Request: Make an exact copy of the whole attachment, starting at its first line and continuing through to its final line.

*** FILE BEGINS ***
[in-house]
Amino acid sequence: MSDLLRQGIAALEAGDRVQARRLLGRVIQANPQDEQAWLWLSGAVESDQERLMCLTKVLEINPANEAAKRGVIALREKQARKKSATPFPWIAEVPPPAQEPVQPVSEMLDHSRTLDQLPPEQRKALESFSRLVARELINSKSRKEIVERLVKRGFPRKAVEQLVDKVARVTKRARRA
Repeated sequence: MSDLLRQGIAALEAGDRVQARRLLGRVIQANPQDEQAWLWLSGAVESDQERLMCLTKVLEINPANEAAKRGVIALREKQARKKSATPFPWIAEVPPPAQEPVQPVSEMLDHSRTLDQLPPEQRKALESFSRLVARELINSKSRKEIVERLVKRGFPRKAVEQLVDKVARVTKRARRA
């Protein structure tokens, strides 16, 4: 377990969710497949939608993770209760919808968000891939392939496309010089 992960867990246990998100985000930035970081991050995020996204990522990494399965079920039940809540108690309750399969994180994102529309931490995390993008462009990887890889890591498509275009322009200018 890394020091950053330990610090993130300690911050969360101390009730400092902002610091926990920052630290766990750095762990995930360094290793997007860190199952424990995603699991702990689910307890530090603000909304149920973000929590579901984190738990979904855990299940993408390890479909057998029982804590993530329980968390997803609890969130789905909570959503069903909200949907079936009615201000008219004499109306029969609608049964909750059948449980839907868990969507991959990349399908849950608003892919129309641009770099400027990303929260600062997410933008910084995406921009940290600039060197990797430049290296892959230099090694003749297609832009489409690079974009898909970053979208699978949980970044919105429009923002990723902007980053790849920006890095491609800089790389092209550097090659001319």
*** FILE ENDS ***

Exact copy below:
[in-house]
Amino acid sequence: MSDLLRQGIAALEAGDRVQARRLLGRVIQANPQDEQAWLWLSGAVESDQERLMCLTKVLEINPANEAAKRGVIALREKQARKKSATPFPWIAEVPPPAQEPVQPVSEMLDHSRTLDQLPPEQRKALESFSRLVARELINSKSRKEIVERLVKRGFPRKAVEQLVDKVARVTKRARRA
Repeated sequence: MSDLLRQGIAALEAGDRVQARRLLGRVIQANPQDEQAWLWLSGAVESDQERLMCLTKVLEINPANEAAKRGVIALREKQARKKSATPFPWIAEVPPPAQEPVQPVSEMLDHSRTLDQLPPEQRKALESFSRLVARELINSKSRKEIVERLVKRGFPRKAVEQLVDKVARVTKRARRA
């Protein structure tokens, strides 16, 4: 377990969710497949939608993770209760919808968000891939392939496309010089 992960867990246990998100985000930035970081991050995020996204990522990494399965079920039940809540108690309750399969994180994102529309931490995390993008462009990887890889890591498509275009322009200018 890394020091950053330990610090993130300690911050969360101390009730400092902002610091926990920052630290766990750095762990995930360094290793997007860190199952424990995603699991702990689910307890530090603000909304149920973000929590579901984190738990979904855990299940993408390890479909057998029982804590993530329980968390997803609890969130789905909570959503069903909200949907079936009615201000008219004499109306029969609608049964909750059948449980839907868990969507991959990349399908849950608003892919129309641009770099400027990303929260600062997410933008910084995406921009940290600039060197990797430049290296892959230099090694003749297609832009489409690079974009898909970053979208699978949980970044919105429009923002990723902007980053790849920006890095491609800089790389092209550097090659001319």